Linear arrays?

You are likely already familiar with the idea of a standard array. In its simplest form, a one-dimensional array is simply a sequential stretch of storage that can contain a fixed number of elements. The advantage of a linear array is that, when the index of the desired element is known ahead of time, as it is with selectors, then retrieving the data from the element is very fast. In theory, you could build your array of method implementations, then use the selector value to find the method implementation you wanted, and call it, with a speed that very nearly matches that of traditional, statically-defined classes and objects. We’ve mentioned, however, that you cannot simply use a selector as an index into an array; in fact, there are complicating factors.

Remember that a selector can be used with any class or object known to the Objective C runtime, even those that don’t implement the corresponding method. In other words, selectors are not tied to a specific class. Furthermore, the compiler cannot guarantee a method invoked by a selector is implemented. A class that implements it at compile time may have that implementation changed at runtime, while a class that does that does not implement the method at compile time may have an implementation added at runtime. Both scenarios are perfectly valid uses of Objective C, and so the compiler has to allow for them. It will complain, but it will still encode the method lookup.

What does all of this mean for why linear arrays cannot be used? Because selectors are not bound to classes, but method implementations are, and because the compiler must generate method lookups for methods that it cannot guarantee will be implemented, the only way to use a linear array of method implementations would be to allocate, for each class, an array large enough to hold a message implementation for every selector used across the entire program. In other words, each class would have to maintain storage for the method implementations of every class. Even if method invocations were very fast as a result, you can see that this would quickly add up to a lot of wasted memory, especially in a program composed of many classes with multiple methods: most of the array elements maintained by each class would be empty (NULL), since they would refer to methods not implemented by that particular class.

Memory constraints preclude the use of a standard linear array, and are likely the reason a hash table was chosen for the traditional runtime. However, although a standard linear array may not be suitable, it does not follow that something like an array could not be used instead.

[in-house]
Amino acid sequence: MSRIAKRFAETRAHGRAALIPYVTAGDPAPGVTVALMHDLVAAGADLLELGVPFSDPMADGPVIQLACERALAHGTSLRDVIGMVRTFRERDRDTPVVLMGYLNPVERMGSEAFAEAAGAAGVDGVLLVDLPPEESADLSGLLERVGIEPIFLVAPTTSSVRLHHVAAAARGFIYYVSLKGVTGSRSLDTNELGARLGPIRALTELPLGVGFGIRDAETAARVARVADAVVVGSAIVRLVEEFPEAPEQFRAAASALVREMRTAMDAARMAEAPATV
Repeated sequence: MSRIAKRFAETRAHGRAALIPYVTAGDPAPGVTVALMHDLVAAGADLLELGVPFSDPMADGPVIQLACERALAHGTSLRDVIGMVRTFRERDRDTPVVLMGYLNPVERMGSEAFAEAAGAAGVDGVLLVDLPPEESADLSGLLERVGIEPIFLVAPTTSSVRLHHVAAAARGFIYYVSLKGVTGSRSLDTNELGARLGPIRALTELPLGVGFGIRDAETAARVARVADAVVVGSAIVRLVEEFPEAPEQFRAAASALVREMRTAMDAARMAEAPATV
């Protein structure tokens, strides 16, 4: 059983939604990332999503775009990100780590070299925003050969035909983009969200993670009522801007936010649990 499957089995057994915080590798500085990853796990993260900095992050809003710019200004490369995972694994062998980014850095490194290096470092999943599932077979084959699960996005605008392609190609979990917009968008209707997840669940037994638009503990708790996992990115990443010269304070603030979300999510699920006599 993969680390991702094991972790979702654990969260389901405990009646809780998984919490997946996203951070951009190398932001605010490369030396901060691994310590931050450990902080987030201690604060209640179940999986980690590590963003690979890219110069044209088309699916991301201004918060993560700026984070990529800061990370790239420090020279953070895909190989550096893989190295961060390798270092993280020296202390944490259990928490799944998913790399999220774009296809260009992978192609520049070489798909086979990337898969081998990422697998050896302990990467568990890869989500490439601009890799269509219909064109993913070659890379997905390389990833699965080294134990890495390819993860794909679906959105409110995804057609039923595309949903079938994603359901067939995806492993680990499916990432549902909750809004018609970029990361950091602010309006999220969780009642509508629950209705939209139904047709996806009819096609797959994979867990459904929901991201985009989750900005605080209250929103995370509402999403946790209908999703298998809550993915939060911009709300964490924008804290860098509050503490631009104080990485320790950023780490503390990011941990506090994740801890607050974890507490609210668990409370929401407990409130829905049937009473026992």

Sparse arrays!

The idea behind a sparse array is both straightforward and quite elegant: present an interface that mimics a traditional array, but only allocate memory for elements that are not empty. When a program asks for an element at an index that is not allocated, simply return a default value. You have almost all of the benefits of a linear array without all of the wasted storage.

You can see the appeal at once. In theory, at least, a sparse array would indeed allow each class to maintain "storage" for the method implementations of every class, without actually needing to allocate storage for those methods; storage would only be allocated for those methods implemented by the class itself. At the same time, we get improved method lookup speed because we aren’t searching through hash table buckets to find the method implementation we want — we can go straight to the array element indicated by the selector and then invoke the method that we find there.

Theory and practice never align quite so simply, however. It should be evident that, in order for a sparse array to avoid allocating memory for empty elements, there must be some way of determining whether or not storage for a given element has been allocated, and a way of returning a default value in cases where storage has not been allocated. This adds some overhead to the process of indexing into the array, meaning that a sparse array does not quite match the speed of a traditional array. However, a carefully-designed sparse array implementation can minimize this overhead, providing as much speed as possible.

Next time we’ll delve into the sparse array implementation found in the GNU Objective C runtime, and look at ways we might further tweak the implementation to provide additional gains in messaging speed.